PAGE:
The publications are free to download and to share, not to sell. Also the screendumps and later the text pages are published under the creative-commons licence - enjoy, but don't sell. If ever you see a PDF for sale, especially with the Library creative-commons copyright notice or something that looks like it, we'd be glad to hear. Most we've heard of so far are legitimate sellers of their own copies, but every now and then there's one that isn't. In such a case, please email us privately with your concerns and give as much detail as possible. We don't want peoples' names aired about before we've had a chance to look the matter over, in order to protect the truly innocent.

Thanks to all the donors and volunteers, for all the help and new or improved material you provided.

Enjoy this new set.

Best wishes all,


Thursday, April 28, 2016

Blender: Weight Paint tools list for OpenSim avatars

Mesh tats, separate tube top
I started learning to make rigged avatar attachments for Flying Saucers Return in 2013, while I was crazy with pain and loaded on an assortment of chemo drugs and morphine. My point: anyone can learn this. It takes time, patience, a good eye and imagination and a little arithmetic. It doesn't take high-level thinking. The hard part for me was finding the tools in the Blender interface. So I made a list, and here it is.

This is not so much a how-to, as it is where the Weight Tools are, though I've added a few suggestions along the way.

I'm using the Avastar plugin for this example. If you're not, you've done the extra steps to import your skeleton from the Linden Lab Wiki, and have parented your mesh model to it, or you got the Avatar Workbench (a better idea) and are working with that. It doesn't affect this list significantly.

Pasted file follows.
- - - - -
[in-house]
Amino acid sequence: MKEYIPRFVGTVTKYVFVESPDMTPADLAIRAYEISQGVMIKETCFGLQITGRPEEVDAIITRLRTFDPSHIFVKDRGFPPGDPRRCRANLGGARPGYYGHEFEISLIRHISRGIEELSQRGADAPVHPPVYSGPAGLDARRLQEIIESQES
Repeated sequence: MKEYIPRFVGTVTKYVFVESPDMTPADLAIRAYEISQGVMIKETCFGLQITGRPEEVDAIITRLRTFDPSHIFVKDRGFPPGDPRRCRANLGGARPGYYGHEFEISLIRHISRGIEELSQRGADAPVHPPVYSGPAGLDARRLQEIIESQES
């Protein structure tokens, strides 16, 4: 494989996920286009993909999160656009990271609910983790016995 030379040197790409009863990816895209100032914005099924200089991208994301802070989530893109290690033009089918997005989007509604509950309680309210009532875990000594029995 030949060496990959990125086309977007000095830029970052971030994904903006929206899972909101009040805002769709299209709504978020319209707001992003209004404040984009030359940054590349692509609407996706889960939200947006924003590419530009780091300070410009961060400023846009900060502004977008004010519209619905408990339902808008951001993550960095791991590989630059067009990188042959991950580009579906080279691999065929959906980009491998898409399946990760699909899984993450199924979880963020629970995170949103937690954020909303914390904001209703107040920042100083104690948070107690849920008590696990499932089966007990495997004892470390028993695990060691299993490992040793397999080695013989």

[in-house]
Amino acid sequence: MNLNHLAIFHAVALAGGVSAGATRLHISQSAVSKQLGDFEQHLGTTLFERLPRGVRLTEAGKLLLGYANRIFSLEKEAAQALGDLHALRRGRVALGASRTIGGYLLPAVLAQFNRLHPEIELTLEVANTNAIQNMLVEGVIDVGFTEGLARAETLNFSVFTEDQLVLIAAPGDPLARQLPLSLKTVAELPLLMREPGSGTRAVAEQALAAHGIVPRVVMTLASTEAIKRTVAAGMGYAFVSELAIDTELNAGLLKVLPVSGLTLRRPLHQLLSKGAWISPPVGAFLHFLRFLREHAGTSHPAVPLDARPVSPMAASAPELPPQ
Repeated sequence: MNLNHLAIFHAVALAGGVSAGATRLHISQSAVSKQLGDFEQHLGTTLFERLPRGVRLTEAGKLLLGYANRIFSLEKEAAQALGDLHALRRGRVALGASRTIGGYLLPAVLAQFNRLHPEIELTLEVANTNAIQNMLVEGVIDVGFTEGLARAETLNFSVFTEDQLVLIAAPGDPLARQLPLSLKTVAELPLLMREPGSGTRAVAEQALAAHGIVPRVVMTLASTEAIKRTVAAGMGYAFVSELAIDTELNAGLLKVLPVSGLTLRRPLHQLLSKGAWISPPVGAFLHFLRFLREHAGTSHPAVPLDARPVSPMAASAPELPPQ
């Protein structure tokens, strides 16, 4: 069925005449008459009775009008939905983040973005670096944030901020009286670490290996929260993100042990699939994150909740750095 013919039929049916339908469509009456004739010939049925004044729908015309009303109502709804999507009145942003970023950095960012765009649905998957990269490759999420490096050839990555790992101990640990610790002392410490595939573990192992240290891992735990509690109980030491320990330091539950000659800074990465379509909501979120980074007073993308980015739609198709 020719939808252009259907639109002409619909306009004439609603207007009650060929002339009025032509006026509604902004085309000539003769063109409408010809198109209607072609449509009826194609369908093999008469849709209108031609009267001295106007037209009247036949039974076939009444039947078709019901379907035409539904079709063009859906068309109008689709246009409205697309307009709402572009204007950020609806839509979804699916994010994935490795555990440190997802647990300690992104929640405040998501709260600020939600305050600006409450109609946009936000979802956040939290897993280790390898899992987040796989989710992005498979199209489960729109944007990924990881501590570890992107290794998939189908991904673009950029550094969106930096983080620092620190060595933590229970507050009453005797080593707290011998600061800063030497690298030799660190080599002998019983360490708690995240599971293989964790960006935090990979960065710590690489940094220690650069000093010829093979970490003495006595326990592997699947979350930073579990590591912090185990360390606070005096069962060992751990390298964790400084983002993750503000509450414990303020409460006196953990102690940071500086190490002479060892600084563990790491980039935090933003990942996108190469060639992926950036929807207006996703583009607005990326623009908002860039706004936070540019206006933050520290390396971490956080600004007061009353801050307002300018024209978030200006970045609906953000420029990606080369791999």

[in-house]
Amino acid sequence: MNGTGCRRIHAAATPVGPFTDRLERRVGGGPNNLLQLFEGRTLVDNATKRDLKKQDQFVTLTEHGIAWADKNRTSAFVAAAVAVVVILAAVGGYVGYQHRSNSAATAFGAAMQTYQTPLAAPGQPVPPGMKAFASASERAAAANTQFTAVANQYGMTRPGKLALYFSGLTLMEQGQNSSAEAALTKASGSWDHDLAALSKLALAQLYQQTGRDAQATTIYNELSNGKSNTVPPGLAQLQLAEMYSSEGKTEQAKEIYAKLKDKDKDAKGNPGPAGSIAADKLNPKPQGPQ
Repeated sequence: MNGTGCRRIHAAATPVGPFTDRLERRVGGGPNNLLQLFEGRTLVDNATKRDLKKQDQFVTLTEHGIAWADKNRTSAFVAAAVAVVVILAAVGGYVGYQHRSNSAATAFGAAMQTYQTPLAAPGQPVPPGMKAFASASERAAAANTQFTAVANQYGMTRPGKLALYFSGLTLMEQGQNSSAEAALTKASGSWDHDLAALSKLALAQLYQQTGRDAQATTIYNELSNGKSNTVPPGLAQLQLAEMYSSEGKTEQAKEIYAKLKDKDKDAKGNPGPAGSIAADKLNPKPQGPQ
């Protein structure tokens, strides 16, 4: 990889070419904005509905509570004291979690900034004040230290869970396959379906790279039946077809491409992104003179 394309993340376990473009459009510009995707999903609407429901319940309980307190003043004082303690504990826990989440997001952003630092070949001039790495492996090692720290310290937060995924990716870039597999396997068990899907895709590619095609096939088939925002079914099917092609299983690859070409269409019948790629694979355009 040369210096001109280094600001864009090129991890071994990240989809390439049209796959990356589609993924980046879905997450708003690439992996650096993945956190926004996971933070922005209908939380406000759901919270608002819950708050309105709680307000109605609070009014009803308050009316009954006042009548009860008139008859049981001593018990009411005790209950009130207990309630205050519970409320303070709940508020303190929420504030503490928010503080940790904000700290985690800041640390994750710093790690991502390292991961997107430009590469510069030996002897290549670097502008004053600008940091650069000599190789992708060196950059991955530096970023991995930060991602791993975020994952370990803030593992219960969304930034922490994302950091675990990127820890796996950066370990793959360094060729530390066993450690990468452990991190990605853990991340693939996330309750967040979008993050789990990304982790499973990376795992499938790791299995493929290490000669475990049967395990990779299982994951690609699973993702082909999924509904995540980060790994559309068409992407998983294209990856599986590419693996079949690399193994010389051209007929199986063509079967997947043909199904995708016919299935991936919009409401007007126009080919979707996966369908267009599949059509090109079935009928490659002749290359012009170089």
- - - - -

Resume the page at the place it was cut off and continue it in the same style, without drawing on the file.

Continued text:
I'm assuming that you've already worked on weighting clothing, starting with a mesh model that fits closely to the avatar body, because it's a good way to learn. There are great tutorials out there – I learned much from the Machinimatrix and Aine blogs. Medhue is another artist well worth watching in his video tutorials. I've also learned a lot from Ben Simond's "Blender Master Class" - you'll want a paper copy unless you can see the illustrations on a large enough screen.

Chiton, needs work
The model I'm using for the examples here is not a close-fitting piece of clothing, it's a loose chiton, which in real dressmaking is a piece of cloth folded over and pinned at the shoulders, belted over or under the foldover. You can make it in about 10 minutes with a sheet. Modeling and weighting is not so straight-forward, as a lot of vertices are too far from the bones for the default weighting to work, and I modeled it so that I can texture it as though it actually was a single piece of cloth. I'm weighting it in two sections - top and skirt, just to keep from going nuts. I may join them later.

If you've studied up you know that you need a well constructed clothing mesh model, made out of quads with rows and columns that wrap evenly around the outside of your avatar model, with enough vertices around the joints to move where it needs to move. If it's symmetrical on the x-axis, it'll be easier to weight.

The goal: After weighting you're going to want to see your clothing mesh vertex rows and columns moving evenly while you move the bones to the most common poses - walk, sit, dance - without overlapping vertices or spikes. Each bone's influence should show as gradual changes in the weight colors.

A vertex with 1.00 (all) weight from a bone will show as red in the weight mapping for that bone. 0.00 is dark blue and orange–yellow– green represent the values in between.
If you have switched your mouse buttons (File>User Preferences>Input) to select with the left mouse button instead of the right, so that it's easier to shift between Blender and other software, then control-left-click to select a bone, and shift-left-click to select a vertex in Weight Paint vertex masking.

Memorize this:
  • Each vertex in your model will need to be weighted by at least one bone in the armature (the avatar skeleton).
  • No more than four bones can influence (weight) a vertex.
  • The numeric value for weighting for each vertex – the 4 bones or fewer that influence that vertex – is a percentage that must add up to 1.000.  
I'm not covering “fitted mesh” here – once you get the movement bones under control, fitting to the collision bones is frustrating, but not difficult to understand. The setup is different; the tools are the same.